Inadequate construction of roof flashing is a major cause of leaking roofs. It remains in the top ten defects identified by the Queensland Building and Construction Commission (QBCC) building inspectors.
The QBCC considers flashing and accessories defective if they leak under weather conditions anticipated by the Building Code of Australia (BCA).
The rectification costs of the defect and resultant damage can be significant for contractors and consumers.
Contractors are responsible for their standard of work and should be aware of correct roof flashing methods. The QBCC can direct contractors to rectify, not only defective work but consequential damage as a result of leaking roofs.
Defective roof flashing systems are a common cause of water penetration in roofs. Examples of roof flashings include:
- cavity flashing
- stepped flashing
- flashing between existing roofs and patio additions
- apron flashing
- hip and valley flashing
- post and pipe penetrations
It is essential to install a complete flashing system that intercepts, collects and discharges moisture or water back into the roof stormwater drainage system, not allowing moisture to enter the dwelling.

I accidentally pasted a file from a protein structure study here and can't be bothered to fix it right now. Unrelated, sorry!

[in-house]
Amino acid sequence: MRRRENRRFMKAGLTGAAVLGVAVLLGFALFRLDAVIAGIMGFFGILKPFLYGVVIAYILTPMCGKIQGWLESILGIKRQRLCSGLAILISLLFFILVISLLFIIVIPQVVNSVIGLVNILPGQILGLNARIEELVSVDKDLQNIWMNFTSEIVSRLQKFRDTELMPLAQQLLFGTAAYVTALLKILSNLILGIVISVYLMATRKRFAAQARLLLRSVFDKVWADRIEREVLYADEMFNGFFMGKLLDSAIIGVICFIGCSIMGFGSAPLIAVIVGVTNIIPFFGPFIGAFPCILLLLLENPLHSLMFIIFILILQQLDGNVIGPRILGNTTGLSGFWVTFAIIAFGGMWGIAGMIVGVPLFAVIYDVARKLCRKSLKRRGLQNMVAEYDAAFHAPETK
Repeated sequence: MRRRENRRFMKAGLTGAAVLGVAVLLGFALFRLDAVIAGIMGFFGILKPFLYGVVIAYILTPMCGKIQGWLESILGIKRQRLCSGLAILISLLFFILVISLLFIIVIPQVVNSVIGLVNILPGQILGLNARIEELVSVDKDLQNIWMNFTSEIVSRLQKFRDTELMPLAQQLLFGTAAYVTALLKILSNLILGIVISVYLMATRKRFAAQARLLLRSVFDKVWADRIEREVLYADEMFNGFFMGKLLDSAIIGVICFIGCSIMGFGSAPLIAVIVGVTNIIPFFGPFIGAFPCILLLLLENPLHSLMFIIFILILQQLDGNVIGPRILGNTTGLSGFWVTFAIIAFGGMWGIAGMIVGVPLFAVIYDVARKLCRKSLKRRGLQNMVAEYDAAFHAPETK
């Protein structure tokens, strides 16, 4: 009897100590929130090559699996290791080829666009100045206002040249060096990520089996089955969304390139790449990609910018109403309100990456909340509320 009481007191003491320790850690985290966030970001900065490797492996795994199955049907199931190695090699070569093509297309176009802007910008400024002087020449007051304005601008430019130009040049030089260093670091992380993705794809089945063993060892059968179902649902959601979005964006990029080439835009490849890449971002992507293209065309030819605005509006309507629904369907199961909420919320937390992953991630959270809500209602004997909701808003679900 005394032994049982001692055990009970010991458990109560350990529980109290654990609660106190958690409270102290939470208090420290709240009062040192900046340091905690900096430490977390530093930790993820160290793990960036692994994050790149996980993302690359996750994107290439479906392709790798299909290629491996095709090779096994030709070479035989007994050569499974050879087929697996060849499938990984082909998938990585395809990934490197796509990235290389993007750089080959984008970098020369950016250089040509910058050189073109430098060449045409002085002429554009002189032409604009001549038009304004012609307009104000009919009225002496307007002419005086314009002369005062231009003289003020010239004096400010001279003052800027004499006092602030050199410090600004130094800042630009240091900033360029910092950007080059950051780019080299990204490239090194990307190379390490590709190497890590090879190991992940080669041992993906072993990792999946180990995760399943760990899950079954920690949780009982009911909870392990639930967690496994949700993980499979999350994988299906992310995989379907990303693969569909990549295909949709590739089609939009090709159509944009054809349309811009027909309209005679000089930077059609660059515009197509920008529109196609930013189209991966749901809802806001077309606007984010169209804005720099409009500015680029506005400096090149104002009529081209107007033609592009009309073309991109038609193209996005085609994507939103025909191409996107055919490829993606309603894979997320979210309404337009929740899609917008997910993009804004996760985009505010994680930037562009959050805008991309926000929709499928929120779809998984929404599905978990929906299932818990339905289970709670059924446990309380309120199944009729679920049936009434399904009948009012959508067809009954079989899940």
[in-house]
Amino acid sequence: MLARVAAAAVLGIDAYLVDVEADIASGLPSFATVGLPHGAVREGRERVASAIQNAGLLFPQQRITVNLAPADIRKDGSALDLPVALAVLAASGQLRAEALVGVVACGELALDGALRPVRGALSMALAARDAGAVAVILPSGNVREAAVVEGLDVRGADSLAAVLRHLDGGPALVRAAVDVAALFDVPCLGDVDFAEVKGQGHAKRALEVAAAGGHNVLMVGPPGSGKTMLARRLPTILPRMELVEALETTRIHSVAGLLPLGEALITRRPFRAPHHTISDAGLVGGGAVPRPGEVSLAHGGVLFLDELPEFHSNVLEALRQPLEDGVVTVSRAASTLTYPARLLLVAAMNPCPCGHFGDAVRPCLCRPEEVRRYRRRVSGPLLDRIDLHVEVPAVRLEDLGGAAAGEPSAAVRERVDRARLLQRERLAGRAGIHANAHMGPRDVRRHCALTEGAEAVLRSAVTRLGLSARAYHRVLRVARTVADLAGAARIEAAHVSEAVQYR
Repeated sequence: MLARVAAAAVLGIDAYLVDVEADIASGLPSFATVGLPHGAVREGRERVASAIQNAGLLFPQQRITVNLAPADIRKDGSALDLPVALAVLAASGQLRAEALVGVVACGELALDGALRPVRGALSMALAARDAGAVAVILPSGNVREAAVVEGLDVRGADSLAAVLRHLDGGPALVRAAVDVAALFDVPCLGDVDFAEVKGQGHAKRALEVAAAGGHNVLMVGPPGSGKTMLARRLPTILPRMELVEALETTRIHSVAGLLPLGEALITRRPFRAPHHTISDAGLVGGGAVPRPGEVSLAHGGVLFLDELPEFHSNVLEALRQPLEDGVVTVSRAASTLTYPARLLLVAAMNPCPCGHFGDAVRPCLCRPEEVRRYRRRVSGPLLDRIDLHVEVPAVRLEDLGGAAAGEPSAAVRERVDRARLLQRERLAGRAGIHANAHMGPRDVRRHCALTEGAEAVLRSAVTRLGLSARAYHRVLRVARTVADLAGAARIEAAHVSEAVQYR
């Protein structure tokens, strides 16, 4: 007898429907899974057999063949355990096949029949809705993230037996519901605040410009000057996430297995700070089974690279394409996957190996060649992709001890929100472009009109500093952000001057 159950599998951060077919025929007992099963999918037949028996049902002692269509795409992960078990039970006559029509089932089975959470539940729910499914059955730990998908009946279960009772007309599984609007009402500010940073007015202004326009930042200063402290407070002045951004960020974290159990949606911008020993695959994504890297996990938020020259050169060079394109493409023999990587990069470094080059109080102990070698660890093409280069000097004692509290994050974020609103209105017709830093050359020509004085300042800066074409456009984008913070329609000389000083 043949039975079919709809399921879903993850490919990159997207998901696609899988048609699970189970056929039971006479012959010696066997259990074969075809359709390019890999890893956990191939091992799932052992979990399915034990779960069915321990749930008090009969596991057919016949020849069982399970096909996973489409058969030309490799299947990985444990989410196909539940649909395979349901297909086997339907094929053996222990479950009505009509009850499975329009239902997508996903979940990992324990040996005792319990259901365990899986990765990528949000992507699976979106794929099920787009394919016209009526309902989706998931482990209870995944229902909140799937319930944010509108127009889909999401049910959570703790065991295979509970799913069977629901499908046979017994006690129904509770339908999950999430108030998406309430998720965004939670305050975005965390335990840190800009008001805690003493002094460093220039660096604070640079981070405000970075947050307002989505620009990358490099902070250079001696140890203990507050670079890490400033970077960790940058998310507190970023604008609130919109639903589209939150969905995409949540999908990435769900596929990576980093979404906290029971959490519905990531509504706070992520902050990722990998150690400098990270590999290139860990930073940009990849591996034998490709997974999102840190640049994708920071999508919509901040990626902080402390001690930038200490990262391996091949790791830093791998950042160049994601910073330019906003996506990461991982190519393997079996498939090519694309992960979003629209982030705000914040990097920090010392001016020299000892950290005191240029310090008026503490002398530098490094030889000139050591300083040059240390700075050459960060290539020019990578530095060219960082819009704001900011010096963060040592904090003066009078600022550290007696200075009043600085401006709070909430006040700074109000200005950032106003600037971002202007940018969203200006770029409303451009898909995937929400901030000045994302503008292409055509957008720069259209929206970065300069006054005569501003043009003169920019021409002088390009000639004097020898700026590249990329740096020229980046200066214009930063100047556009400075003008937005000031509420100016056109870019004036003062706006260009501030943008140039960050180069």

Apart from malleable flashings, which are fitted on-site, roof flashings should be purpose-made and machine-folded, of material compatible with all material used in the stormwater drainage system.
Both the Australian Standard 1562.1 Design and Installation of metal roof and wall cladding and the SA HB 39 Metal roof and wall cladding installation offer a comprehensive guide. Manufacturers also provide installation specification for their products.
Incorrect veneer cavity flashing to verandah apron flashing noting the incorrect flashing was also provided outside the wall vapour barrier, resulting in moisture pouring into the dwelling.
Source: building inspector.
Cavity flashing fixed to timber frame and fitted to outside of masonry wall.
HB39 Figure 8.7.2 Barge cappings.
Cover flashing plus 75mm apron flashing turned up behind.
Apron flashing over skillion patio roof extension to an existing roof.
When water can enter through a lap, it must be compressively sealed with an appropriate sealant.
The solutions provided are typical only and have been gathered from current and relevant building codes and Australian Standards. The methodologies described aim to achieve water-tightness by mechanical means rather than an over-reliance upon the use of sealants.
Building projects may often require the adaptation or development of ideas and solutions using the principles of sound waterproofing and flashing techniques as described in this fact sheet.
Note: Manufacturers of roofing and walling goods have developed specific design guides to assist the building industry in achieving compliance with the codes and standards. Readers are encouraged to take advantage of the manufacturer’s design guidelines where compliance with Australian Standard 1170.2 Structural design actions - Wind actions has been stated in their documentation.